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From: "Dan'l Danehy Oakes" <DDANEHYO@us.oracle.com>
Subject: (urth) Typhon and Timelines
Date: 03 Apr 98 12:20:27 

[Posted from URTH, a mailing list about Gene Wolfe's New Sun and other works]


Not quite a lurker; I signed up recently and have been frantically
trying to catch up with the digests.  I'm nearly there, now, and 
have a few things I'd like to toss out.  Specifically, two quotes
from "Lake of the Long Sun."  I apologize if I err in sending them
to this list, but the "Whorl" list seems to have subsided.  (I saw
something in the archives about these lists being replaced by a
"Wolfe" list and a "Lupine" list; is this actually happening?)

... anyway, these quotes seem to me relevant to tBotNS and the
overarching structure, so I'll toss them in here.

First, from p.116 h/c, a quote from the Kypris-possessed Chennile
that tells us something about how Typhon came to power:

   "...Patterns of beats.  Yes, yes, no, no, no, yes, yes.
    There's this thing behind everybody's eyes. I don't
    understand everything myself. The mechanical woman?
    Marble? Somebody too clever learned he could do it to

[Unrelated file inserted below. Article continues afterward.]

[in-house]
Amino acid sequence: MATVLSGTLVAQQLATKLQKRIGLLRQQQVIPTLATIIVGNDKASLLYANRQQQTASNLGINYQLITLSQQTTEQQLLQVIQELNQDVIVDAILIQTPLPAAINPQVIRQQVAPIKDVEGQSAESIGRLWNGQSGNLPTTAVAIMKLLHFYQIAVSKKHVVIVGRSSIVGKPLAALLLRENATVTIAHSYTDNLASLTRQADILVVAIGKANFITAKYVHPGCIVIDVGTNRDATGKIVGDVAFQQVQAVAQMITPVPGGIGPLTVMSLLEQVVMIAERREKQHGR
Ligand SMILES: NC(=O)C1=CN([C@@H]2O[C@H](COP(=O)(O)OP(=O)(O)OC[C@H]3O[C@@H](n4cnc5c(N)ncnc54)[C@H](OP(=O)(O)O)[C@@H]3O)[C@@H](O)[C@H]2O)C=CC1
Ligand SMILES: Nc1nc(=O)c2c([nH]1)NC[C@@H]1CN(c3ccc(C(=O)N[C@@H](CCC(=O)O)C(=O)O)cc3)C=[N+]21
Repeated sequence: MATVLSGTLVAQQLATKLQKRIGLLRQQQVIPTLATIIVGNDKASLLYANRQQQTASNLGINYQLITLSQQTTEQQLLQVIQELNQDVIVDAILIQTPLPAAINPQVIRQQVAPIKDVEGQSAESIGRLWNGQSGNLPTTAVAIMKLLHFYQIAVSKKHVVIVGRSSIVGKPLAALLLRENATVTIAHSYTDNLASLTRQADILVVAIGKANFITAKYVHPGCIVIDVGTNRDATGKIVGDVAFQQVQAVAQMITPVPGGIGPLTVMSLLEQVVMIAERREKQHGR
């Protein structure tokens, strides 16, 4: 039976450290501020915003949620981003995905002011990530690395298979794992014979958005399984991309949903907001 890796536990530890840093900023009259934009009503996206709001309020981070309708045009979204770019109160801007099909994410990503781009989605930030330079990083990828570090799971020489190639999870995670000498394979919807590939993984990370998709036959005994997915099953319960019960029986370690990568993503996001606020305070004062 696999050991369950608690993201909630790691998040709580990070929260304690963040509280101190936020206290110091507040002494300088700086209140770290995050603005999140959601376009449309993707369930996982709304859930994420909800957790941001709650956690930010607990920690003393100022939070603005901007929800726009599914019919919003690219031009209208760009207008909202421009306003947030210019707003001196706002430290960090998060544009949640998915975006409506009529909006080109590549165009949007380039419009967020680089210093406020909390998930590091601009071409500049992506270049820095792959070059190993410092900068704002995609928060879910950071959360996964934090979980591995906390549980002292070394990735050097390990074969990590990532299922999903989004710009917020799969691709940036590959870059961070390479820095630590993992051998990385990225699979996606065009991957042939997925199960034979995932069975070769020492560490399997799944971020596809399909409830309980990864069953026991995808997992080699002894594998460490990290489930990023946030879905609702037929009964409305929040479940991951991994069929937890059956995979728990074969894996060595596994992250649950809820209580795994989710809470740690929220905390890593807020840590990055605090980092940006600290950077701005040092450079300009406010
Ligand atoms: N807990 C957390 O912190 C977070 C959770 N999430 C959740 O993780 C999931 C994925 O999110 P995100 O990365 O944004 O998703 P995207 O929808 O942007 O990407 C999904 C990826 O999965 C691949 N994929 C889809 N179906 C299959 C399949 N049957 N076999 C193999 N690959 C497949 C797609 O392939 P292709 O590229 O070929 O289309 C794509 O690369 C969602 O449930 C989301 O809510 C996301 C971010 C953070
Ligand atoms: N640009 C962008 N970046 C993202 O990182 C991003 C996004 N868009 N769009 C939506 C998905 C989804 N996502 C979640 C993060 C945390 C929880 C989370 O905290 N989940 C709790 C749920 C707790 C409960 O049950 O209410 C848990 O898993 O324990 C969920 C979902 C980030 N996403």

them. Change programs in little ways. People made
    machines.  Just to do that. So that people like Maytera
    Marble would work for them instead of for the State.
    Steal for them. He ... Pas, you call him. He had people
    study it. And they found out that you could do something
    like it with people. It was harder. The frequency was
    much higher. But you could, and so we do. That was how
    it all began. Silk. Through the terminals, through 
    their eyes."

The second, from P.276, for those interested in timelines,
is the specific quote about Maytera's slipped decimal:

   "What had she told dear Patera Silk the other day?
    Three centuries? Three hundred years? The decimal
    had slipped, must certainly have slipped to the

Meaning that Maytera thinks it's more likely three thousand.
But note that Lemur, in the sub, seems to think it's been
three hundred ("With the passing of three hundred years,
Pas, Echidna, Tartaros, Scylla, and the rest have faded 
almost to invisibility," p.297 h/c)

One other note, on something I haven't seen mentioned in 
the archives.  I'd assumed that "Patera" and "Maytera" 
were variants on "Father" and "Mother."  But I noticed
in a big dictionary (small ones don't have it) that
"patera" is an old Latin word for a dish used in rites
of sacrifice.

Patera Silk is...a vessel.


Vironese name?  Call me


|--Dan'l Danehy-Oakes            | Can you believe that the eagle  |
|  Staff Curriculum Developer    |    will fly with the dove?      |
|  Oracle World-Wide Education   | Can you believe in the rose     |
|  email: ddanehyo@us.oracle.com |    in the raised fisted glove?  |
|  phone: 650-506-0793           |        -- John Michael Talbot   |

*More Wolfe info & archive of this list at http://www.urth.net/urth/

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